I recently responded to a friend’s email and I realized it has some fantastic tips that every independent musician can use if they’re looking to take control of their music career, get their music licensed, or simply improve their music marketing. Here it is (edited for anonymity’s sake):
It is my personal view that musicians need to know that they are entrepreneurs, and not by choice!, with the industry the way it is currently.
The reality is you can do pretty much everything you need to except for have a lawyer review contracts – and even that you can learn a lot on your own (but seriously, always have a lawyer review). You may have already realized this.
So to get started, you should focus on areas where you think your music will excel – I’d recommend honing in on a specific media (ie: advertising, film, tv, video games). Each of them have their own plusses and minuses, however if you have a particular contact or know someone who works at the following (I just wrote a piece on this to my email newsletter (you can sign up here). It’s free but I try to provide real actionable advice for independent musicians just like you):
– Ad agency: Loads of folks work at these, you need to talk to individual ones. See the newsletter for specific titles, but friends are your BEST inroads.
– Brand: You want someone in the marketing department ultimately. Often times brands let the agency choose the music, however if it’s a music centric brand like Coke or Pepsi, they get more involved.
– For TV you’re looking for production companies that are working on particular TV shows – you can find these by watching the credits on any show that you think your music could fit with.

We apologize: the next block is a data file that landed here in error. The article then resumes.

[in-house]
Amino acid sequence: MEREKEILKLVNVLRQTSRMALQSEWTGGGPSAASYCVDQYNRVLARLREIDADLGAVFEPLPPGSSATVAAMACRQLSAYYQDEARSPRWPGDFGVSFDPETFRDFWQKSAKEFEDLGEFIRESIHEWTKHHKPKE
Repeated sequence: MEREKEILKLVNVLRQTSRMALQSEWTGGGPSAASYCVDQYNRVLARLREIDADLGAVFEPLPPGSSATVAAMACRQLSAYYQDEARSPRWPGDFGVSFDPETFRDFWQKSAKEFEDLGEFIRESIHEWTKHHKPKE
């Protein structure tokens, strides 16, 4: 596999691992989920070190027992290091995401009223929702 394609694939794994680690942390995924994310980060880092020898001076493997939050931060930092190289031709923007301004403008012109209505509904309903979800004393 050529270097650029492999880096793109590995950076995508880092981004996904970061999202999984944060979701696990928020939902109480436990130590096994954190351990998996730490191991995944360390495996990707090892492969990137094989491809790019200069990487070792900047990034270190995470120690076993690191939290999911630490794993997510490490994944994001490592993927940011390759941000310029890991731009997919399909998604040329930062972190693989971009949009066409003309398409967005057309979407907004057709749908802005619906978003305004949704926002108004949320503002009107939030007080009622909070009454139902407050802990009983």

– Films are no trickier, check out Variety – you want the general status of the film to be in post production (where they typically are licensing the music).
– Most major video game companies have music departments that deal with licensing the music they want and hiring composers. For composing custom, you need to be in touch with the “audio” folks. For music, they’ll have separate people of varying titles. Some googling goes a long way
Also, if you have a bunch of scratch tracks that never turned into songs, or songs that were never released, I highly recommend digging them up. It’s nice to have more to offer. You can also mess around with cutting them down into 30 and 60-second versions.
If I were you, I’d start talking to your really good friends and see how many of them know someone at an agency, production company, or work in TV & film. You might be surprised. Then try to arrange a meeting with that person (or if you know someone directly, even better).
More questions? Let me know – and seriously, the newsletter will be useful to you in a lot of ways.
Also, I go into A LOT more detail about building genuine relationships and how to put your best foot forward when pitching yourself. I’ve also covered some great info on what to say when you find a great connection.
Again, you can sign up here.